However, my attitude about singing has changed.

Truth is, I don’t really give a flip what people around me (including my son) think about my voice; not even when I’m singing a song of encouragement to them.

You see, my voice is a gift from God – just like Amy Grant’s, or Stephen Curtis Chapman’s, or Enrico Caruso’s, or that sweet little old lady in the middle right section of the worship center who has never let being off-key interfere with her devotion to God or her expression of it with great volume. (Lord, I love hearing her sing! He must love it, too.)

God doesn’t expect my voice to sound any better than the voice He gave me.

He wants me to sing because it’s good for me. Increases the oxygenation in my lungs. Lifts my spirits, sometimes. Convicts me, at other times. It gives me a chance to participate in worshiping Him, and to do it with others who love Him.

I love singing. I always have. I can’t believe I cheated myself out of the full blessing of it for so many years.

Oh, sure, there are times when I don’t sing. There are times when I need to listen and be spoken to by the song; times when I am not qualified to sing it as an encouragement to others because I have not been faithful to its message. There are even rare moments when I don’t fully agree, in my ticky-picky word-loving writer way, with the way a certain concept is phrased – or even the concept itself.

Most of the time I sing anyway. Because I don’t want my reluctance to sing to become chronic. That would be an indication of something wrong – not with my voicebox, nor my lungs – but with my heart. And it might be serious.

Serious enough that only the great Physician could heal it.

And how would I know if He was just waiting for me to ask for that healing in song?

Or that the singing itself was the therapy He was prescribing?

Doughnuts and Coffee and Harps at the Lord’s Table

(Freed-Hardeman Bible Professor Ralph) Gilmore agreed that the Bible requires Christian unity. But he said, “There can be no genuine unity without truth.”

The issue boils down to how one understands God when he’s silent about something, Gilmore said. Ephesians 5:19 calls for “singing and making melody in one’s heart to the Lord.”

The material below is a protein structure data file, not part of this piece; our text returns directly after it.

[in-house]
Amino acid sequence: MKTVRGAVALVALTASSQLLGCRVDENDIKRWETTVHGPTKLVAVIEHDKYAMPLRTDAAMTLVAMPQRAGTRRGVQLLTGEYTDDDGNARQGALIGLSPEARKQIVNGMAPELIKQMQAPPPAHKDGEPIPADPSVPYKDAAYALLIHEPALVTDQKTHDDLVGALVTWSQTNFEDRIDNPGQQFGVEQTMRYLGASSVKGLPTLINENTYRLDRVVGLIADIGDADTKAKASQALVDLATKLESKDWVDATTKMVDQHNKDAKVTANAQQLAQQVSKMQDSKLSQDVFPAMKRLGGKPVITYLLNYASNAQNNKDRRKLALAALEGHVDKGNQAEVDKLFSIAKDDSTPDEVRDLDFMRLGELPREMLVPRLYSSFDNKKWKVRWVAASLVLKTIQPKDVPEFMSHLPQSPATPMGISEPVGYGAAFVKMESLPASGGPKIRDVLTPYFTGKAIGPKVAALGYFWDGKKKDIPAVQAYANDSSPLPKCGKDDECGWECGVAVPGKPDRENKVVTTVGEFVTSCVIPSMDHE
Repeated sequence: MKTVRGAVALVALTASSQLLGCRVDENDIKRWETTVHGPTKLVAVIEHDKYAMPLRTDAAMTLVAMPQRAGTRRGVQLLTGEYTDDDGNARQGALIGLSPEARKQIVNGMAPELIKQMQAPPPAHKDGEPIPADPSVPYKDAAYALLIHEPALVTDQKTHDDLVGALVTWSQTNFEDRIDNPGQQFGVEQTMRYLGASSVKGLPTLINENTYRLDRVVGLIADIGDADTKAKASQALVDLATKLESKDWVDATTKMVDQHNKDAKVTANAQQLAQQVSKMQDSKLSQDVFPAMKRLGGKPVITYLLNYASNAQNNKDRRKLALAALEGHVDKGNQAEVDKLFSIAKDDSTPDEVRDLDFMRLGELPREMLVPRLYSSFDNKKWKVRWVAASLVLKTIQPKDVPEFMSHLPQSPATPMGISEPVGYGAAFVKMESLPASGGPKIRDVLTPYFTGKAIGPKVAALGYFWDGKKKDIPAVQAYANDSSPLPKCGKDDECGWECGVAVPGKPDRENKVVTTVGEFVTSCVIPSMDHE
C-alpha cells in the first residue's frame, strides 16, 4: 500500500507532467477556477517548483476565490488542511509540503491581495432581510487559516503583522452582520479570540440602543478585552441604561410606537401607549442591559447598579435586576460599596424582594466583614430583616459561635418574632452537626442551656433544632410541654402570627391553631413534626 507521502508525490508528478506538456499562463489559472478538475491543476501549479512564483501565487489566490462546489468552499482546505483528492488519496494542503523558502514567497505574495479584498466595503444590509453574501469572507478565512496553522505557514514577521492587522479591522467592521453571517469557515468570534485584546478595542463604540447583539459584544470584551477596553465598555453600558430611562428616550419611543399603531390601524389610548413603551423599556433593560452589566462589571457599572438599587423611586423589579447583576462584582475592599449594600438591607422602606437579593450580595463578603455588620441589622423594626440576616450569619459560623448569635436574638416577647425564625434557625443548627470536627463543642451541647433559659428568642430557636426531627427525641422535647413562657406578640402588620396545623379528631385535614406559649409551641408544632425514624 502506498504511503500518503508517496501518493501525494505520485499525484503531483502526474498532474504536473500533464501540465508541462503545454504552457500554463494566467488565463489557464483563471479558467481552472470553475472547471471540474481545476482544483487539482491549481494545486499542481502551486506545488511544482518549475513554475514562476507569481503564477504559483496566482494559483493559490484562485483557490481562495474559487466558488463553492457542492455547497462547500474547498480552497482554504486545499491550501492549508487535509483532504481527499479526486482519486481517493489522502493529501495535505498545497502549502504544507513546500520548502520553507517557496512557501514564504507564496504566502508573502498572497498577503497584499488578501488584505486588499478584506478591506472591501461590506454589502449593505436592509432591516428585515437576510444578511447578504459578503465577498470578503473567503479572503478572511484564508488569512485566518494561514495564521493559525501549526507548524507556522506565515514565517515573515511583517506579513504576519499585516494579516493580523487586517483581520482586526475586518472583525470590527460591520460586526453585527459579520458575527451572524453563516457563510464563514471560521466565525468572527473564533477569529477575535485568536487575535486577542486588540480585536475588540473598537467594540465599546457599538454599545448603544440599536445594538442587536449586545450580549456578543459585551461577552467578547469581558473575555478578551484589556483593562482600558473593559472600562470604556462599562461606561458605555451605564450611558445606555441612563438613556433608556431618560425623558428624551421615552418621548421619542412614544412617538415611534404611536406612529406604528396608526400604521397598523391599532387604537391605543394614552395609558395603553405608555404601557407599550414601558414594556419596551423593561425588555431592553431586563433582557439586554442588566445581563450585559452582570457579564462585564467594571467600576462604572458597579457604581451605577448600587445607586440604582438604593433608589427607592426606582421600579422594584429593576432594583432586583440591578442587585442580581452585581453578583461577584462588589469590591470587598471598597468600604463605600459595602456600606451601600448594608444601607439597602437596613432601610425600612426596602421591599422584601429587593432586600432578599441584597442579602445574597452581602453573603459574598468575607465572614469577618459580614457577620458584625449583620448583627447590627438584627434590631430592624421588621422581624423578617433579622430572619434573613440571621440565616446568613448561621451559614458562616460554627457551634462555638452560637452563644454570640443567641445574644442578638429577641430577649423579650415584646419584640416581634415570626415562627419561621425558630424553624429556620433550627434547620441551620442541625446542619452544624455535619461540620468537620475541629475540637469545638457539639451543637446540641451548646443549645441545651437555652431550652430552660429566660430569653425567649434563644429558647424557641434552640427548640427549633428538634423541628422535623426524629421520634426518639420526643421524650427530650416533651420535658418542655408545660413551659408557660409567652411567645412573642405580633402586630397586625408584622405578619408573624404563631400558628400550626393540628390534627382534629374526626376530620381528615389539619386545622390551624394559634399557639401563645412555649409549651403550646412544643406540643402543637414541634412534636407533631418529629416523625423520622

That verse “tells you where you’re supposed to pluck the string – in your heart,” Gilmore said. “It’s a purely vocal reference.”
The same logic that allows a piano in worship could lead to doughnuts and coffee in the Lord’s Supper, he said.

~ Unity Discussion Takes Center Stage at Freed-Hardeman, Christian Chronicle

Or, more accurately, roast lamb and bitter herbs, I might add.

– Which is probably what was served at the paschal meal that Jesus celebrated with His friends on the night He was betrayed.

In fact, doesn’t that same logic demand that we add them to the Lord’s Supper, since they are implied by the word “Passover”?

As well as fermented wine? In one cup?

Come to think of it, isn’t every Lord’s Supper unscriptural if not observed in an upper room?

Preceded by a foot-washing?

Followed immediately by the singing of a hymn and a walk in a garden?

If we’re going to exclude everything that isn’t mentioned in scripture, shouldn’t we include everything that is? Am I going outside of “the truth” here, as Professor Gilmore sees it?

By the way, should we have plates when we celebrate the Supper? They’re not mentioned in scripture.

And aren’t pitch pipes and tuning forks also musical instruments?

Should we check our iPods and mp3 players at the door of the church as we enter?

For that matter, Is a building dedicated only to worship ever commanded or authorized for Christianity to sing and commune in? Or should we just meet in synagogues and homes and rented lecture halls belonging to Tyrannus?

Shouldn’t we handle snakes and drink poison and speak in tongues?

Shouldn’t our women wear veils and our men avoid praying while wearing their hats at all costs?

Shouldn’t we have slaves so that they can be obedient to their masters?

The fact remains that scripture never says anything negative about instrumental music. Harps and trumpets appear to be part of what takes place in the heaven pictured in Revelation. All sorts of musical instruments are mentioned in the Old Testament, and the playing of them is pretty much assumed to be part of the culture of the worshiper.

Pretty much like fasting is assumed to be part of the culture of the follower of Christ.

I’ve just enjoyed an especially uplifting and meaningful hour or so of worship that centered on the Lord’s Table. We were encouraged, like the travelers to Emmaus, to recognize Jesus in the breaking of the bread. Our worship was accompanied by a cappella music and ordinary wafers and the blood of the grape.

No doughnuts. No coffee.

No lamb; no bitter herbs.

No psalteries, sackbuts, dulcimers or timbrels. No harps, flutes or tambourines. No trumpets, ram’s horns, lyres or cymbals.

They’re all biblical instruments, depending on your translation.